Five technologies that can improve business resilience
There’s no doubt that we’re living through some unprecedented times right now, bit it’s worth using the current period to get your business ready for the predicted bounce back.
We’ve taken a look at some of the technologies we think should be the highest priority for businesses to implement in order to get through the next few weeks and months and to ensure that they’re in the best position when the economy re-opens.
1. Software as a Service (SaaS)
Running most software on your computer is costly and inefficient. Not only do you have to buy the software with a lump sum of money, but you have to maintain the platform it’s running on, you have to apply any updates yourself (and if it goes wrong, it’ll be up to you to solve the problem) and after a certain period of time, you’ll have to pay to upgrade to the newest version.
Cloud-based software as a service (SAAS) takes all of those problems away. Instead, you get a web portal that you pay a sum to every month and for that you can access it from any device in any location in the world. Backups are done automatically, as are upgrades and bug fixes.
Examples of SAAS include Sage One, Xero and Quickbooks for accounting, Google Docs and Microsoft Office 365 for productivity software, and ZenDesk and FreshDesk for customer support. A number of these also offer desktop and mobile apps to complement the online experience.
2. Voice Over IP (VOIP)
Voice over IP (VOIP) is a technology that allows your office to make and receive telephone calls without requiring a fixed telephone line. Offices with fixed lines may have found themselves setting their phones to voicemail over the last few weeks, missing out on calls from potential customers. Those using VOIP, which works over the internet, will have been able to carry on taking and receiving calls to their customers without any disruption.
VOIP systems are relatively cheap and easy to set up these days – for small businesses costs starts at around £15-£20 per user per month and uses an app installed on your mobile phone.
3. Cloud Hosting
Similar to software as a service (SAAS), if your company hosts its own applications internally then this can become difficult to manage remotely (or when the office is closed). Hosting applications internally means that you not only have to manage the code, but you also have to manage the servers and infrastructure.
By migrating applications to the cloud (Microsoft Azure or Amazon AWS), you’re now free to concentrate on maintaining your applications. Azure comes with a lot of tools to manage development teams, projects and the deployment process as well. Both Azure and AWS have large-scale data centres worldwide and seamlessly handle server failures without anyone noticing.
Additionally, they have many thousands of employees managing and maintaining the infrastructure 24 hours a day, every day of the year.
No matter how large your business is, these are resources that just can’t be matched.
We’ve all seen the benefits of working remotely – now it’s worth looking at whether your employees are working effectively. In a recent discussion, there was a topic brought up about the idea of £1 tasks, £10 tasks and £100 tasks in a business, based around how valuable a specific task is to a business.
How much time are your employees spending on the £1 tasks? Wouldn’t it be better if they were doing the £100 tasks instead? In many businesses, the £1 tasks – copying or entering data, standard replies to emails, creating reports and documents – take up a considerable proportion of the day. These tasks are also the boring, tedious and repetitive work that humans just aren’t great at. Your employees become demotivated, productivity decreases and mistakes get made.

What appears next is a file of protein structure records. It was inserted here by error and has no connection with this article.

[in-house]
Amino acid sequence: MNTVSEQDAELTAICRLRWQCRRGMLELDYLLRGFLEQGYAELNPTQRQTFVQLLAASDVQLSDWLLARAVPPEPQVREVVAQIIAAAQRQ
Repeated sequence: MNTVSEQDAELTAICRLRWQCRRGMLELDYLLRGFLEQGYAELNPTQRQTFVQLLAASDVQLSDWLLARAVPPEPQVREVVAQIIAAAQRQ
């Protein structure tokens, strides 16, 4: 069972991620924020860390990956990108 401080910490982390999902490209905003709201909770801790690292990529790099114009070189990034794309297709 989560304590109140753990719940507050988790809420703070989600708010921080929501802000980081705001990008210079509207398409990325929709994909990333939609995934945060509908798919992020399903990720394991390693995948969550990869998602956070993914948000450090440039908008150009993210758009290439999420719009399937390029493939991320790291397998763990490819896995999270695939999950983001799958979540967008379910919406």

What if you could take those tasks away from your employees allowing them to do what they do best – talking to clients, solving business problems and being creative and innovative for your business? These are £100 tasks – and it’s no coincidence that these are the things humans enjoy doing.
You can use automation today to take these low value, repetitive, boring tasks from your employees and have them running 24/7, running in the same way every time with no mistakes.
Many companies who adopt automation see large increases in motivations, morale and productivity amongst their employees. Additionally, their customers get a more responsive experience.
5. Social Media
Now is a great time to work on your social media channels. Social media is a great way to communicate with existing and potential customers, and best of all it only costs a bit of your time creating and posting content and responding to comments.
If you don’t already have them, you should create company pages on Facebook, LinkedIn, Instagram, Twitter and YouTube. One social media channel that many companies don’t think about is Google My Business – being a Google product, this feeds directly into its search engine results.
Posting good quality engaging content is essential on social media. Without it, people will simply scroll past your posts. It’s worth varying the content type as well – write blogposts and articles, create infographics or eye-catching posters, make a short video about a specific thing you do. Above all, make sure that you post content (whatever the format) on every social media channel you use and link it back to your website.
If you take a look at our website, you’ll notice the messaging icon – Facebook makes it quick and easy to add these to any site so visitors can open a direct discussion with you with the minimal effort. Give ours a try and say hello!
This quiet economic period gives businesses some breathing space to simplify, enhance and adopt the right technologies to move forward. Use the time productively – look at what does or doesn’t work for your business and get ready to hit the ground running as things start getting back to normal.